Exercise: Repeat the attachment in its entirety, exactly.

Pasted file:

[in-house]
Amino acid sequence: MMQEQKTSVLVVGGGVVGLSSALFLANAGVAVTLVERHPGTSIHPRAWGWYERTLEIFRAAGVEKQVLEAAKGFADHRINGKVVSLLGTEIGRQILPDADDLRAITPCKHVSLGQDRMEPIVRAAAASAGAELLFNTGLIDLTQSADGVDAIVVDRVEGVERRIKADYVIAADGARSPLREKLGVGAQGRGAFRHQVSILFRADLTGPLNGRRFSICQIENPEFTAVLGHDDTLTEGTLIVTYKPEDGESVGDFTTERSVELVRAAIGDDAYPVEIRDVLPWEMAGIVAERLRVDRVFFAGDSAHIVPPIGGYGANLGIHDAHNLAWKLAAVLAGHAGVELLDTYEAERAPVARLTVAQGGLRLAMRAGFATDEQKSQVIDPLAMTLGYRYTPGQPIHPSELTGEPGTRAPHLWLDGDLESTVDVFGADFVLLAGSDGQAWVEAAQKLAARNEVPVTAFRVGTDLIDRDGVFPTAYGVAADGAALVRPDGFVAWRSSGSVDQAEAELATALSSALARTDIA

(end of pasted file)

[in-house]
Amino acid sequence: MMQEQKTSVLVVGGGVVGLSSALFLANAGVAVTLVERHPGTSIHPRAWGWYERTLEIFRAAGVEKQVLEAAKGFADHRINGKVVSLLGTEIGRQILPDADDLRAITPCKHVSLGQDRMEPIVRAAAASAGAELLFNTGLIDLTQSADGVDAIVVDRVEGVERRIKADYVIAADGARSPLREKLGVGAQGRGAFRHQVSILFRADLTGPLNGRRFSICQIENPEFTAVLGHDDTLTEGTLIVTYKPEDGESVGDFTTERSVELVRAAIGDDAYPVEIRDVLPWEMAGIVAERLRVDRVFFAGDSAHIVPPIGGYGANLGIHDAHNLAWKLAAVLAGHAGVELLDTYEAERAPVARLTVAQGGLRLAMRAGFATDEQKSQVIDPLAMTLGYRYTPGQPIHPSELTGEPGTRAPHLWLDGDLESTVDVFGADFVLLAGSDGQAWVEAAQKLAARNEVPVTAFRVGTDLIDRDGVFPTAYGVAADGAALVRPDGFVAWRSSGSVDQAEAELATALSSALARTDIA